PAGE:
She befriended the one woman she was never supposed to meet. Now she’s the key suspect in her disappearance. For fans of The Perfect Mother and The Wife Between Us comes a gripping psychological suspense debut about two strangers, one incredible connection, and the steep price of obsession.

Lana Stone has never considered herself a stalker–until the night she impulsively follows a familiar face through the streets of New York’s Upper West Side. Her target? The “anonymous” egg donor she’d selected through an agency, the one who’s making motherhood possible for her. Hungry to learn more about her, Lana plans only to watch her from a distance. But when circumstances bring them face-to-face, an unexpected friendship is born.

Katya, a student at Columbia, is the yin to Lana’s yang, an impulsive free spirit who lives life at the edge. And for pragmatic Lana, she’s a breath of fresh air and a welcome distraction from her painful breakup with her baby’s father. Then, just as suddenly as Katya entered Lana’s life, she disappears–and Lana might have been the last person to see her before she went missing. Determined to find out what became of the woman to whom she owes so much, Lana digs into Katya’s past, even as the police grow suspicious of her motives. But she’s unprepared for the secrets she unearths, and their power to change everything she thought she knew about those she loves best…

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Sci-Fi & Fantasy - June 2019

Radicalized

Magic for Liars by Sarah Gailey

Ivy Gamble was born without magic and never wanted it.

Ivy Gamble is perfectly happy with her life – or at least, she’s perfectly fine.

She doesn't in any way wish she was like Tabitha, her estranged, gifted twin sister.

Ivy Gamble is a liar.

When a gruesome murder is discovered at The Osthorne Academy of Young Mages, where her estranged twin sister teaches Theoretical Magic, reluctant detective Ivy Gamble is pulled into the world of untold power and dangerous secrets. She will have to find a murderer and reclaim her sister?without losing herself.

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Little Readers - June 2019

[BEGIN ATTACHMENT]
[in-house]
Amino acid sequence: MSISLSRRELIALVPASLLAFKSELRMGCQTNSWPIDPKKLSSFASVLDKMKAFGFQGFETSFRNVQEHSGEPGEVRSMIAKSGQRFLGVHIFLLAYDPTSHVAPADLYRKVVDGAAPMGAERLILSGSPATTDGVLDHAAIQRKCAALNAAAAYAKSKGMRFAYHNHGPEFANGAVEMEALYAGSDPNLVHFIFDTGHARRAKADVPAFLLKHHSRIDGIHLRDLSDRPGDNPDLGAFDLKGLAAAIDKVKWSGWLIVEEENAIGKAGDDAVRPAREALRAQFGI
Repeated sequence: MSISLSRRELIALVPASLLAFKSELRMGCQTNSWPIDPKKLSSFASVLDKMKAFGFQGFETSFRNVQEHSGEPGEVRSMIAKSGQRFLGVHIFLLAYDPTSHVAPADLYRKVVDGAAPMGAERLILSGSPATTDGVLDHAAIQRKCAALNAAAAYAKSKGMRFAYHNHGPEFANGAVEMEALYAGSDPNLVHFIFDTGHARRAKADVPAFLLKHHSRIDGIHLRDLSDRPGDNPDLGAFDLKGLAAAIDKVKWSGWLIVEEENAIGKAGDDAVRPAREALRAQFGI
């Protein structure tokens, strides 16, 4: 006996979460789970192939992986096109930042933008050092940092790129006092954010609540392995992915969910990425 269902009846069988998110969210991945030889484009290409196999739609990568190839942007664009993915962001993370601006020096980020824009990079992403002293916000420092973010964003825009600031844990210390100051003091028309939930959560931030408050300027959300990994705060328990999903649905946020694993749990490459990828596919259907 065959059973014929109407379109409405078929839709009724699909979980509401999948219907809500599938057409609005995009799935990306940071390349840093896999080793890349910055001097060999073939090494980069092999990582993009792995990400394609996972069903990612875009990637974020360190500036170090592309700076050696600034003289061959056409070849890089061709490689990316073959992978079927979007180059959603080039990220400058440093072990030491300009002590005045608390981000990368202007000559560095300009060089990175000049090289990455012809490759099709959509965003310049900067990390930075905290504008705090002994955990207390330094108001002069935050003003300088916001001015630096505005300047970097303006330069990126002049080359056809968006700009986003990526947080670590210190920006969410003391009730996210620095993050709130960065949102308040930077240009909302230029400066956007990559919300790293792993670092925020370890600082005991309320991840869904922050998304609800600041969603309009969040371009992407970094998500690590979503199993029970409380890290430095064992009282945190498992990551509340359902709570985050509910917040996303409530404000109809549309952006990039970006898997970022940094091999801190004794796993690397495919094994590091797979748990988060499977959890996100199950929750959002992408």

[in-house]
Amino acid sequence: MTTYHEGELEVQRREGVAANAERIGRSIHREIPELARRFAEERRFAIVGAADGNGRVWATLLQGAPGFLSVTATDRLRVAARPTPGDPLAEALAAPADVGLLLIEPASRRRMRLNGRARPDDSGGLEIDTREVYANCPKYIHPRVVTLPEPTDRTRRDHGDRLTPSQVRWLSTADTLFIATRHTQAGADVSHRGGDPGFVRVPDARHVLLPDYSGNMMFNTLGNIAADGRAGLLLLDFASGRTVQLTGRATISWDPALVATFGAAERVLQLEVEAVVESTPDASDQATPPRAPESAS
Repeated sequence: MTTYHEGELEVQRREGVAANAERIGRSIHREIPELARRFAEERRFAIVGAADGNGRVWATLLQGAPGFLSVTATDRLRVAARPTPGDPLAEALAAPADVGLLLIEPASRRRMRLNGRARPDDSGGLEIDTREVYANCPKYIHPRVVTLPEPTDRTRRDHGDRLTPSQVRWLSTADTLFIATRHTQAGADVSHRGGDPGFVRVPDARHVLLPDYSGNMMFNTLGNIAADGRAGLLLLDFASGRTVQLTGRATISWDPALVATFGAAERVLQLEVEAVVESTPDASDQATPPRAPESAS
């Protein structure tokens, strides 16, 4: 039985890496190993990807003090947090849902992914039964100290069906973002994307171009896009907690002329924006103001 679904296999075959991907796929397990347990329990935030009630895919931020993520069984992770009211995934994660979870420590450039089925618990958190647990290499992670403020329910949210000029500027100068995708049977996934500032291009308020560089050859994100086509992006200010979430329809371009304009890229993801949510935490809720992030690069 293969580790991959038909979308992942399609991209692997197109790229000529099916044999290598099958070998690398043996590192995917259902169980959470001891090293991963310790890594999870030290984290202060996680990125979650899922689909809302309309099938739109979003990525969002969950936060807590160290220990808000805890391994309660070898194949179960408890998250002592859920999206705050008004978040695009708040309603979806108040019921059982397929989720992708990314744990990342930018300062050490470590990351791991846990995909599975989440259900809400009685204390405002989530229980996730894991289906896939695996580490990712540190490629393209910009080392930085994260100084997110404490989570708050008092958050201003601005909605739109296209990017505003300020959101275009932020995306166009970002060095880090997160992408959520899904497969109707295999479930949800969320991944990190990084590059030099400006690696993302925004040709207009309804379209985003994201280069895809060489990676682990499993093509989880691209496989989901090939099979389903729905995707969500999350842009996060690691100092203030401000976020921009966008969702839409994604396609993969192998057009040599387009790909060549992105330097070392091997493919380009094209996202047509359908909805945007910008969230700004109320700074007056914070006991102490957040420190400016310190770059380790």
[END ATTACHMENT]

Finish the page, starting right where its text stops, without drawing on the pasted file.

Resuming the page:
Let's Have a Dog Party

Leyla by Galia Bernstein

Leyla is sick of her big, loud, overbearing family. They are always chatting, snuggling, and grooming each other (ew!), and—for Leyla—there’s no escape from their attention. So, she decides to run away until she can’t hear (or smell) her baboon troop anymore. In the middle of her desert habitat, she finds a lizard sunning himself. Unlike her family, the lizard loves to sit alone, be quiet, and do absolutely nothing at all. Leyla joins the lizard, and after soaking up some quiet time, she feels recharged and ready to return home to her large, ever-doting family. Now that she knows where she can always find a little peace, Leyla can embrace the chaos and the kisses with open arms. From the celebrated author-illustrator of I Am a Cat, Leyla shows kids how to appreciate both the wild and the mild.

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Timeless Favorites - June 2019

The Street

Wise Blood by Flannery O' Connor

Wise Blood, Flannery O'Connor's astonishing and haunting first novel, is a classic of twentieth-century literature. It is the story of Hazel Motes, a twenty-two-year-old caught in an unending struggle against his inborn, desperate fate. He falls under the spell of a "blind" street preacher named Asa Hawks and his degenerate fifteen-year-old daughter, Sabbath Lily. In an ironic, malicious gesture of his own non-faith, and to prove himself a greater cynic than Hawks, Motes founds the Church Without Christ, but is still thwarted in his efforts to lose God. He meets Enoch Emery, a young man with "wise blood," who leads him to a mummified holy child and whose crazy maneuvers are a manifestation of Motes's existential struggles. This tale of redemption, retribution, false prophets, blindness, blindings, and wisdom gives us one of the most riveting characters in American fiction.